Over the past 250 years, greenhouse gas emissions to the atmosphere have increased substantially. This increase is largely attributable to the burning of fossil fuels such as coal, oil (including gasoline), and natural gas since the beginning of the Industrial Revolution. Greenhouse gases like carbon dioxide (CO2), nitrous oxide (N2O), and methane (CH4) warm the atmosphere by trapping heat that would normally be radiated back to space. The planet also produces these gases, and they are a part of naturally occurring cycles, but human activities have produced far more greenhouse gases than the natural cycles can handle, unbalancing the system and leading to atmospheric warming and other climate change-related outcomes (1). The science is clear: the climate crisis we face is caused by human activity and we must curb our use of fossil fuels if we hope to slow it.
In the United States, electricity production is responsible for about 30% of all greenhouse gas emissions, with other major sources being industry, transportation, and agriculture. About a third of this electricity comes from coal-fired power plants and a third from natural gas power plants, with the rest being made up by nuclear, hydropower, and renewables (2). Coal and natural gas emit the vast majority of greenhouse gases from the electricity sector.
Coal-fired plants are closing down throughout the U.S. as coal becomes less profitable due to state and federal regulations, an aging fleet, and competition from other sectors such as natural gas, wind, and solar. In the meantime, other sectors are picking up pace. While it's true that natural gas is a cleaner source of energy than coal and liquid petroleum, it still contributes to greenhouse gas emissions during electricity production, transport, and extraction (3). It is critical to the future of the planet that society moves away from all carbon-producing sources of energy and invests heavily in renewables such as wind, solar, geothermal, and second-generation biofuels.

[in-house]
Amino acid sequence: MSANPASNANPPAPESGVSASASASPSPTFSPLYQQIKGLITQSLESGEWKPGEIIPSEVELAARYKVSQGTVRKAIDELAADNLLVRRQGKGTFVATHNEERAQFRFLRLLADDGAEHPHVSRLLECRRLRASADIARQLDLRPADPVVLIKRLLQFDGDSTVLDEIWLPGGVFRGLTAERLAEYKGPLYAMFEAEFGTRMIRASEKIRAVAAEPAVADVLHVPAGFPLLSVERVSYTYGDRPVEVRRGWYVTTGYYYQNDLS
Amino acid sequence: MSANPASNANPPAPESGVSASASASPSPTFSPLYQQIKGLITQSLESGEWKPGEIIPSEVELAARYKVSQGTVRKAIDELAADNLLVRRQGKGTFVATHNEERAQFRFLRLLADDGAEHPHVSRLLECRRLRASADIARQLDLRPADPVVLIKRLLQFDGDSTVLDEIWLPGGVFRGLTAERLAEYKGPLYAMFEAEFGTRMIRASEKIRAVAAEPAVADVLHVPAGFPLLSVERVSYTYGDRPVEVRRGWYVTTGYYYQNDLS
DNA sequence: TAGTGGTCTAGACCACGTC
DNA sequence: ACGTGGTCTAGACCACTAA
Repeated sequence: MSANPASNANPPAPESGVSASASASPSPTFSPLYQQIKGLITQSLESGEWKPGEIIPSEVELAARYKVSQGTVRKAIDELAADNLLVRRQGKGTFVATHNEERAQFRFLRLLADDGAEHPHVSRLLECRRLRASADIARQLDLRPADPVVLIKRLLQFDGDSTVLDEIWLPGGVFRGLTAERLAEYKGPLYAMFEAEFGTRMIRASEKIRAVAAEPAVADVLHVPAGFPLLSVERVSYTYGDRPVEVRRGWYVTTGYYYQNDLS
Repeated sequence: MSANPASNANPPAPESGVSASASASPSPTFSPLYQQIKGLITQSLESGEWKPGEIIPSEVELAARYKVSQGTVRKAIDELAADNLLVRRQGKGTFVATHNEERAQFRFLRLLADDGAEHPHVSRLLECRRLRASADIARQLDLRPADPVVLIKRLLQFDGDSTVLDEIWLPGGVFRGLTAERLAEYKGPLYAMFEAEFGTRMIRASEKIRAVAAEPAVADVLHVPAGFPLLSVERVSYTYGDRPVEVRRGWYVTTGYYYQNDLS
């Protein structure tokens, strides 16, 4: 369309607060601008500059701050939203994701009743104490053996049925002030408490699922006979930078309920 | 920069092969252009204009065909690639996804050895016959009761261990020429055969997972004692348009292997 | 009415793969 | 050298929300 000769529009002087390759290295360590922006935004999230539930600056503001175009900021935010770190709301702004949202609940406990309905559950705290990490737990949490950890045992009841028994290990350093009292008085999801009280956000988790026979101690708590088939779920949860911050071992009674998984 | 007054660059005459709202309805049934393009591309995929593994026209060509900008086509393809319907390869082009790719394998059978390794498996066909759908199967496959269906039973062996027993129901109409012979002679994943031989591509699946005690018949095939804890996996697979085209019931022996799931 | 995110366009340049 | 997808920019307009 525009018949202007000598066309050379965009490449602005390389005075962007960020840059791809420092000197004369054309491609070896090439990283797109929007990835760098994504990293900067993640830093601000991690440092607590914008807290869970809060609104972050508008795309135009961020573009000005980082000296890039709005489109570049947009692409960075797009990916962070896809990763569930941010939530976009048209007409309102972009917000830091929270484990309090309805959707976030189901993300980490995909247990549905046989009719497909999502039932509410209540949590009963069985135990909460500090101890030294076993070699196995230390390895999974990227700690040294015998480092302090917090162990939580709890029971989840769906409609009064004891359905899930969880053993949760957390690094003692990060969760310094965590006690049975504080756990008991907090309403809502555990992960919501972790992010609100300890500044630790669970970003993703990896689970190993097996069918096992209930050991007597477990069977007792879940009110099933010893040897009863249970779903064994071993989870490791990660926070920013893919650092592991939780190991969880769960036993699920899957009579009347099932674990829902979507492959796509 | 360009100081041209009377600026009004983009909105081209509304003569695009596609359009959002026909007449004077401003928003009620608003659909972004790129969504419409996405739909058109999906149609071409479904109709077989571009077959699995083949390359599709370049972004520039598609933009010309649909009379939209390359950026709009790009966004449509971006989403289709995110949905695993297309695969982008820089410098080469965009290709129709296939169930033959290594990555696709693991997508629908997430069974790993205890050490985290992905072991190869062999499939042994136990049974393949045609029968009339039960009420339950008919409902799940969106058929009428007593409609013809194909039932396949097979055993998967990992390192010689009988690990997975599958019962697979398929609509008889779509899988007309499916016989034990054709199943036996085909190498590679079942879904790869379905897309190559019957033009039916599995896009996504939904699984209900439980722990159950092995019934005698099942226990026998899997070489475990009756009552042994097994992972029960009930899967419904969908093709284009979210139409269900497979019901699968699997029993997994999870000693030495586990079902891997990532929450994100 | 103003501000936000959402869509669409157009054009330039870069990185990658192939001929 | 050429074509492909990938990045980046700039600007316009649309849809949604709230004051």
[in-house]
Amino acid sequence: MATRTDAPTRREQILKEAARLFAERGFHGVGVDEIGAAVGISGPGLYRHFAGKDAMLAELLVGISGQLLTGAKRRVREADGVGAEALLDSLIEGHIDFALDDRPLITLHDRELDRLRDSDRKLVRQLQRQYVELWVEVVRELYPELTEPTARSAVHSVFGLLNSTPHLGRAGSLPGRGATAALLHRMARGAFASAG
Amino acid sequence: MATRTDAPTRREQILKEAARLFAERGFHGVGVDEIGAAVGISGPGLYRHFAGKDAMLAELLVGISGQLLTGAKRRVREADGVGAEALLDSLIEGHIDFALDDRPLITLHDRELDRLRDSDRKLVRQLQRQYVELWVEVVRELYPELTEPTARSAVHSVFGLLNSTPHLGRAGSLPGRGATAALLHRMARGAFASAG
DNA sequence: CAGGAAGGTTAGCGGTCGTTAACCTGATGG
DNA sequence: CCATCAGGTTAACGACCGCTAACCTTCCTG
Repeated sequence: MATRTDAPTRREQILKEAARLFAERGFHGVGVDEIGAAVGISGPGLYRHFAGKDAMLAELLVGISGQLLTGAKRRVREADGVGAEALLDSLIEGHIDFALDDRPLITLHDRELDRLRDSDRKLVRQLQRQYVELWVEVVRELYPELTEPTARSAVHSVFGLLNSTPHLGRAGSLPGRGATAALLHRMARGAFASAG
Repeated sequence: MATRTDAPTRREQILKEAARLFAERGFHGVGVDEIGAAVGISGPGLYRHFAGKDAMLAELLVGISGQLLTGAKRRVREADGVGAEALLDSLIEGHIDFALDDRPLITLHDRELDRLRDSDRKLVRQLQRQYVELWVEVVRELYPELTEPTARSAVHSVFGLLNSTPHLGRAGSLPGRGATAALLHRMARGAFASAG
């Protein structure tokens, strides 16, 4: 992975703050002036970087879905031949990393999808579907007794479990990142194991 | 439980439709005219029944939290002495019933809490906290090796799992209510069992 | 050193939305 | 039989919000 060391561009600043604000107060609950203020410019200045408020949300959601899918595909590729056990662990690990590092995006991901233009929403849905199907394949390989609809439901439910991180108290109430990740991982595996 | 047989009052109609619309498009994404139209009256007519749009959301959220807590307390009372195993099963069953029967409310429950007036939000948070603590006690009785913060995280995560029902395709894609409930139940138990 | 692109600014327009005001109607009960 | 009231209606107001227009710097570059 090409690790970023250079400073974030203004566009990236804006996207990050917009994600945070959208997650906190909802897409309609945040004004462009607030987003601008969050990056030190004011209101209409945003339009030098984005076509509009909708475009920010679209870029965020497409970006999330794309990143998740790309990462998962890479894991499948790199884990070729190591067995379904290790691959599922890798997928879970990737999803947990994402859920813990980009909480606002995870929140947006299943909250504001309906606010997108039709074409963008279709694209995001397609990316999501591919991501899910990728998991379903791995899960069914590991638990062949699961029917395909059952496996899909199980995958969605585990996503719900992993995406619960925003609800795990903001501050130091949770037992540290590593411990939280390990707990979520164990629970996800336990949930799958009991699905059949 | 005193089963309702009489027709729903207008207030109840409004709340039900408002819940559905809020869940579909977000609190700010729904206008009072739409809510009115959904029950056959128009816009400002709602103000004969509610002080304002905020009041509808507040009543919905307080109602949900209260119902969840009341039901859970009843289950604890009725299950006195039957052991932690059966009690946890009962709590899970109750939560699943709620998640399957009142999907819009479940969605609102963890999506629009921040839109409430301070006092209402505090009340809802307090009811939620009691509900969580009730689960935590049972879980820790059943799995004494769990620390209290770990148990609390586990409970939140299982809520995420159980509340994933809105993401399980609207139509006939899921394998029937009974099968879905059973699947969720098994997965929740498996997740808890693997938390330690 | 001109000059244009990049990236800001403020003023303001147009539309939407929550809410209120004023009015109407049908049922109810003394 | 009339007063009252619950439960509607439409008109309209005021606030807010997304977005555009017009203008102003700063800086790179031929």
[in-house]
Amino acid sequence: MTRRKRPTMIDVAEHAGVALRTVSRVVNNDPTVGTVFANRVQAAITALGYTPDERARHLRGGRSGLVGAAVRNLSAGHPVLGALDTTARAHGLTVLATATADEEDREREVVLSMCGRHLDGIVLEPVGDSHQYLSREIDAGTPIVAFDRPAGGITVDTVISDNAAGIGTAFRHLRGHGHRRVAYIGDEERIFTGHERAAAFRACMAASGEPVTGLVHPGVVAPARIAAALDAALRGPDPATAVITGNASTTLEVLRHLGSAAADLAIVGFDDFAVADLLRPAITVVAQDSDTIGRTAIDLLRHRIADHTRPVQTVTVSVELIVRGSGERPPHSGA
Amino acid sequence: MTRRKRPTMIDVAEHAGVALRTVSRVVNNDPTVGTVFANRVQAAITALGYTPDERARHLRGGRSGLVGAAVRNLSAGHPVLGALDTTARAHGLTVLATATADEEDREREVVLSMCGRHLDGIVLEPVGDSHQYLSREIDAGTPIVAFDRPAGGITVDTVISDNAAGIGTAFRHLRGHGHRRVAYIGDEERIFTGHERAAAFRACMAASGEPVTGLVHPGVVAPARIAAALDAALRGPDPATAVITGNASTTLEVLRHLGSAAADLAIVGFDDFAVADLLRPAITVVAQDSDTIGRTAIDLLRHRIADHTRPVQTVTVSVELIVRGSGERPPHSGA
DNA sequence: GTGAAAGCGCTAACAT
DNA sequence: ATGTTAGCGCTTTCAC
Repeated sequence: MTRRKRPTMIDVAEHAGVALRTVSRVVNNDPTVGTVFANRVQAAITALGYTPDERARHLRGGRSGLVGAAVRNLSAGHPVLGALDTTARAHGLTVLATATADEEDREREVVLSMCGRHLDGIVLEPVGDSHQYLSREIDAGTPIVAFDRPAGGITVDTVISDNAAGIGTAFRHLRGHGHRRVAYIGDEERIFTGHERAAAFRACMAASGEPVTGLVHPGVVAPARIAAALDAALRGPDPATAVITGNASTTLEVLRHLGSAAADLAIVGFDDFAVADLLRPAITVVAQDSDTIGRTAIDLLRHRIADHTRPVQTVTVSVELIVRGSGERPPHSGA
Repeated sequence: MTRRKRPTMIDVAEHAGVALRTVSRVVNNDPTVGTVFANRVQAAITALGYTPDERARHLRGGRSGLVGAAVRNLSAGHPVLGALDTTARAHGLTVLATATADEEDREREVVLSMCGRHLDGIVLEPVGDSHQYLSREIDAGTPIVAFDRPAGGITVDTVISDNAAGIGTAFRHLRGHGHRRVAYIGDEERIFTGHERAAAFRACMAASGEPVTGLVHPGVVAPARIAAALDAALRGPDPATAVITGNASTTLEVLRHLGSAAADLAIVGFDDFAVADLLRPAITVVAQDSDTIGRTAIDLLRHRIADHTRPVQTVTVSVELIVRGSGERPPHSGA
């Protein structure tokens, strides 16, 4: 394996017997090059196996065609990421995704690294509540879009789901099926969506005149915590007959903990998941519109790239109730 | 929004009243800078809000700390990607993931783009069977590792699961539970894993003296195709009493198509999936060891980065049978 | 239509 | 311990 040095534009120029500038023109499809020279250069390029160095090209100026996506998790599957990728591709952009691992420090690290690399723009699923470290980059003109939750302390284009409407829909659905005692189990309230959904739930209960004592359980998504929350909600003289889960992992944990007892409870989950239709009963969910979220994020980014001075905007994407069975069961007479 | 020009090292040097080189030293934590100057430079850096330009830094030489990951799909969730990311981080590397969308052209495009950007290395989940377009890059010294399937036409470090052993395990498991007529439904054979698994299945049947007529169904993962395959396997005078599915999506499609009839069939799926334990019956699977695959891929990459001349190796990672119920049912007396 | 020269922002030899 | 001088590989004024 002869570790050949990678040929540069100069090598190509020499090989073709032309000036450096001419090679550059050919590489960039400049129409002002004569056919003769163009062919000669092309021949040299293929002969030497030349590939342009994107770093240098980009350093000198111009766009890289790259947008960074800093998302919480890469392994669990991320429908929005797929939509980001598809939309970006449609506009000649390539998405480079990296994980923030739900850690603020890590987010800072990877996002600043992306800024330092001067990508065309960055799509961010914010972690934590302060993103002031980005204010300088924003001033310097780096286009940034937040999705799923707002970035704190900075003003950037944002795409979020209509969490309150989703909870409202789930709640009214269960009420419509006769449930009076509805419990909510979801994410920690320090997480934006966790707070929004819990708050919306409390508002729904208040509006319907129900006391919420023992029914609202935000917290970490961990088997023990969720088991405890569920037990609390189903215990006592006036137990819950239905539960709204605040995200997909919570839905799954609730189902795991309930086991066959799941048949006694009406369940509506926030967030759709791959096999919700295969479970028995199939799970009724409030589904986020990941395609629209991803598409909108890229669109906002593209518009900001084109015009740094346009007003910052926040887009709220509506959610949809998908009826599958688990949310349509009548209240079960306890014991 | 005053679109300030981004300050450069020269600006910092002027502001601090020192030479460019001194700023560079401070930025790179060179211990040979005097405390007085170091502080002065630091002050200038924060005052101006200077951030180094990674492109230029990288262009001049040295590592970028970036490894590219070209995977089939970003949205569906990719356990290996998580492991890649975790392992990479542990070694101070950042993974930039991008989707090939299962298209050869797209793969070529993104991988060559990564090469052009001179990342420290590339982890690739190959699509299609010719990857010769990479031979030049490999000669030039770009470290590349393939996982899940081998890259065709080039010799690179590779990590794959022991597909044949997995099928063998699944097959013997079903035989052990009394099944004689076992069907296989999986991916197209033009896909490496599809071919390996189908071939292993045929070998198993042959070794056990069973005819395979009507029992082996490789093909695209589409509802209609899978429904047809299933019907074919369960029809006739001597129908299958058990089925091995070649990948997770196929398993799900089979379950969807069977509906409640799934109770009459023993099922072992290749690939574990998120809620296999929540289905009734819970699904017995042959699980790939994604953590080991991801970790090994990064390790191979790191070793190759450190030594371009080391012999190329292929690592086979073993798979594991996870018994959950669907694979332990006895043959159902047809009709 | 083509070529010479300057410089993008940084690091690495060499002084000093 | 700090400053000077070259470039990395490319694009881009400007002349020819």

(1) Climate Change: Basic Information." EPA. Environmental Protection Agency, n.d. Web. 23 Aug. 2016.
(2) "Sources of Greenhouse Gas Emissions." EPA. Environmental Protection Agency, n.d. Web. 23 Aug. 2016.
(3) "Power Plant Closures - IER." IER. N.p., n.d. Web. 23 Aug. 2016.